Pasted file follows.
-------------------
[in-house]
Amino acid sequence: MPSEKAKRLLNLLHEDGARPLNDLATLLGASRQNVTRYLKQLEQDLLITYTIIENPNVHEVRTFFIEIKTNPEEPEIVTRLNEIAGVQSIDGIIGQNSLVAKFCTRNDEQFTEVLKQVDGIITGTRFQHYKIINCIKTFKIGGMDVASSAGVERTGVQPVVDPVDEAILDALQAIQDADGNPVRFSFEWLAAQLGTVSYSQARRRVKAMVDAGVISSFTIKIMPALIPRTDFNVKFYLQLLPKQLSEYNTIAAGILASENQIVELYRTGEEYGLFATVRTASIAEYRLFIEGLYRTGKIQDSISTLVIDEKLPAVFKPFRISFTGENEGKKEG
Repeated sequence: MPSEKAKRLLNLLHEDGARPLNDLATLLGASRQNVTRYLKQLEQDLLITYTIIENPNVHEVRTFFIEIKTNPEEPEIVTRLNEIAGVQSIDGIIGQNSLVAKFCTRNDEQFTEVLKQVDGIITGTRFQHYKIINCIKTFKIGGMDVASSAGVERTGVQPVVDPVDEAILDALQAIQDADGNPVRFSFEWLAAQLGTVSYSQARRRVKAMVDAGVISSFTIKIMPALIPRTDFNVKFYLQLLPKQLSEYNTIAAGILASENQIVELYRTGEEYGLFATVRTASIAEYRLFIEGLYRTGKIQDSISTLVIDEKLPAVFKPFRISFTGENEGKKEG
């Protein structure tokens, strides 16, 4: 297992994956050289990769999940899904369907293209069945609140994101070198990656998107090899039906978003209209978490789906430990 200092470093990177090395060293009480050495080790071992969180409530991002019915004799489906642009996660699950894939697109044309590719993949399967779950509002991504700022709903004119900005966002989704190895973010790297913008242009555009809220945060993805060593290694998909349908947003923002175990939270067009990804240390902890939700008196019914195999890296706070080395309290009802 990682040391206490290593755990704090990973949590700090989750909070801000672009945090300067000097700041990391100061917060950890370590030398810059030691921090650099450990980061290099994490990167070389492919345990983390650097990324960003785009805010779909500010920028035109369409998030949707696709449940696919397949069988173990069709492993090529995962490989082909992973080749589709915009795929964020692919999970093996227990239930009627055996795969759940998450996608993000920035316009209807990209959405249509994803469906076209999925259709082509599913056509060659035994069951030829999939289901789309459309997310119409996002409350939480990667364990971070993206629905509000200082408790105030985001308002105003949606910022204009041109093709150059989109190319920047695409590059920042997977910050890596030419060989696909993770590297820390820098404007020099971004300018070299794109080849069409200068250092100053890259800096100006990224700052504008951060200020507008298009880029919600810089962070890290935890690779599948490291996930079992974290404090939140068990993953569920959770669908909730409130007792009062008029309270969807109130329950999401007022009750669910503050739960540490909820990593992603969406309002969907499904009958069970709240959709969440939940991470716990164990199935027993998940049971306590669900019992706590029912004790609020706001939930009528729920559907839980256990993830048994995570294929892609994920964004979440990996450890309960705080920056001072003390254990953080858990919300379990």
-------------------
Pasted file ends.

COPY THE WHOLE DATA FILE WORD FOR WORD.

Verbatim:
[in-house]
Amino acid sequence: MPSEKAKRLLNLLHEDGARPLNDLATLLGASRQNVTRYLKQLEQDLLITYTIIENPNVHEVRTFFIEIKTNPEEPEIVTRLNEIAGVQSIDGIIGQNSLVAKFCTRNDEQFTEVLKQVDGIITGTRFQHYKIINCIKTFKIGGMDVASSAGVERTGVQPVVDPVDEAILDALQAIQDADGNPVRFSFEWLAAQLGTVSYSQARRRVKAMVDAGVISSFTIKIMPALIPRTDFNVKFYLQLLPKQLSEYNTIAAGILASENQIVELYRTGEEYGLFATVRTASIAEYRLFIEGLYRTGKIQDSISTLVIDEKLPAVFKPFRISFTGENEGKKEG
Repeated sequence: MPSEKAKRLLNLLHEDGARPLNDLATLLGASRQNVTRYLKQLEQDLLITYTIIENPNVHEVRTFFIEIKTNPEEPEIVTRLNEIAGVQSIDGIIGQNSLVAKFCTRNDEQFTEVLKQVDGIITGTRFQHYKIINCIKTFKIGGMDVASSAGVERTGVQPVVDPVDEAILDALQAIQDADGNPVRFSFEWLAAQLGTVSYSQARRRVKAMVDAGVISSFTIKIMPALIPRTDFNVKFYLQLLPKQLSEYNTIAAGILASENQIVELYRTGEEYGLFATVRTASIAEYRLFIEGLYRTGKIQDSISTLVIDEKLPAVFKPFRISFTGENEGKKEG
């Protein structure tokens, strides 16, 4: 297992994956050289990769999940899904369907293209069945609140994101070198990656998107090899039906978003209209978490789906430990 200092470093990177090395060293009480050495080790071992969180409530991002019915004799489906642009996660699950894939697109044309590719993949399967779950509002991504700022709903004119900005966002989704190895973010790297913008242009555009809220945060993805060593290694998909349908947003923002175990939270067009990804240390902890939700008196019914195999890296706070080395309290009802 990682040391206490290593755990704090990973949590700090989750909070801000672009945090300067000097700041990391100061917060950890370590030398810059030691921090650099450990980061290099994490990167070389492919345990983390650097990324960003785009805010779909500010920028035109369409998030949707696709449940696919397949069988173990069709492993090529995962490989082909992973080749589709915009795929964020692919999970093996227990239930009627055996795969759940998450996608993000920035316009209807990209959405249509994803469906076209999925259709082509599913056509060659035994069951030829999939289901789309459309997310119409996002409350939480990667364990971070993206629905509000200082408790105030985001308002105003949606910022204009041109093709150059989109190319920047695409590059920042997977910050890596030419060989696909993770590297820390820098404007020099971004300018070299794109080849069409200068250092100053890259800096100006990224700052504008951060200020507008298009880029919600810089962070890290935890690779599948490291996930079992974290404090939140068990993953569920959770669908909730409130007792009062008029309270969807109130329950999401007022009750669910503050739960540490909820990593992603969406309002969907499904009958069970709240959709969440939940991470716990164990199935027993998940049971306590669900019992706590029912004790609020706001939930009528729920559907839980256990993830048994995570294929892609994920964004979440990996450890309960705080920056001072003390254990953080858990919300379990």